The affirmative defense is set out in MCL 333.26428 which states:
A. Except as provided in section 7, a patient and a patient’s primary care giver, if any, may assert the medical purpose for using marihuana, and this defense shall be presumed valid where the evidence shows that:
1. A physician has stated that, in the physician’s professional opinion, after having completed a full assessment of the patient’s medical history and current medical condition made in the course of a bona fide physician-patient relationship, the patient is likely to receive therapeutic or palliative benefit from the medical use of marihuana to treat or alleviate the patient’s serious or debilitating medical condition;
2. The patient and the primary caregiver, if any, were collectively in possession of a quantity of marihuana that was not more than was reasonably necessary to ensure the uninterrupted availability of marihuana for the purpose
3. The patient and the patient’s primary caregiver, if any, were engage in the acquisition, possession, cultivation, manufacture, use, delivery, transfer, or transportation or marihuana or paraphernalia relating to the use of marihuana to treat or alleviate the patient
B. A person may assert the medical purpose for using marihuana in a motion to dismiss, and the charges shall be dismissed following an evidentiary hearing where the person show the element listed in subsection (a).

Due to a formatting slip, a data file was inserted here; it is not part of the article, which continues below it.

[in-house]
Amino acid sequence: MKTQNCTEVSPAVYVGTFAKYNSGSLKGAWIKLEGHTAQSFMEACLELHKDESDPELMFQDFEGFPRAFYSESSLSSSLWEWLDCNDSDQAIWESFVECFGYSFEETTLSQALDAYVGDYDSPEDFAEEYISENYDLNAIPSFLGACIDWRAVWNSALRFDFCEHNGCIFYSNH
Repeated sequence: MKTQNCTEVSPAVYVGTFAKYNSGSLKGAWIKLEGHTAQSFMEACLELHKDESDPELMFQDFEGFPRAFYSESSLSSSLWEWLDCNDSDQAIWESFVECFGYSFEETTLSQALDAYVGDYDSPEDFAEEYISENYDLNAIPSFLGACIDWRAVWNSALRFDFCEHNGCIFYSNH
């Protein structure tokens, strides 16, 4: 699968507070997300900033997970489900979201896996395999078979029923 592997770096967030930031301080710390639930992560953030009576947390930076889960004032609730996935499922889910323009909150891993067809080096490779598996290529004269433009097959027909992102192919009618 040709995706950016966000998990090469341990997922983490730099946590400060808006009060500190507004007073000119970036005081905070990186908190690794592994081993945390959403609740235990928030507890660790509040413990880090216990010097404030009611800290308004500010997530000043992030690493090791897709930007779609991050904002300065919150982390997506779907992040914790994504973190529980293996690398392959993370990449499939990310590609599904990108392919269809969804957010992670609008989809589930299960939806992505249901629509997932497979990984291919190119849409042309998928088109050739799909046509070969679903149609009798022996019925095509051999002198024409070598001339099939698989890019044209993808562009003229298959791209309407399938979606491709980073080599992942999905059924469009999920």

It seems as though this section of the act merely sets forth what is contained in section 4, as described above, into an affirmative defense that can be used in court in order to gain summary disposition of the case. However, the language contained in section 8 is not identical to that contained in section 4, which has caused judges to come to differing interpretations of what qualifications are required to assert the affirmative defense as will be illustrated below in the discussion of the People v. Redden case.
Additionally, the applications and any supporting information submitted by the qualifying patients including information regarding their primary caregiver and physicians shall be kept confidential. Also, the Michigan Department of Community Health shall maintain a confidential list of the persons whom the department has issued registry identification cards, which is exempt from disclosure to persons under the Freedom of Information Act. The Act also sets forth that law enforcement will be provided with information concerning whether a persons registry identification card is valid without disclosing more information than is reasonably necessary to fulfill that purpose.
David Rudoi has dedicated himself to fighting and winning criminal cases in Oakland, Macomb, and Wayne Counties. With every case, he brings expertise, understanding, and passion to the cause.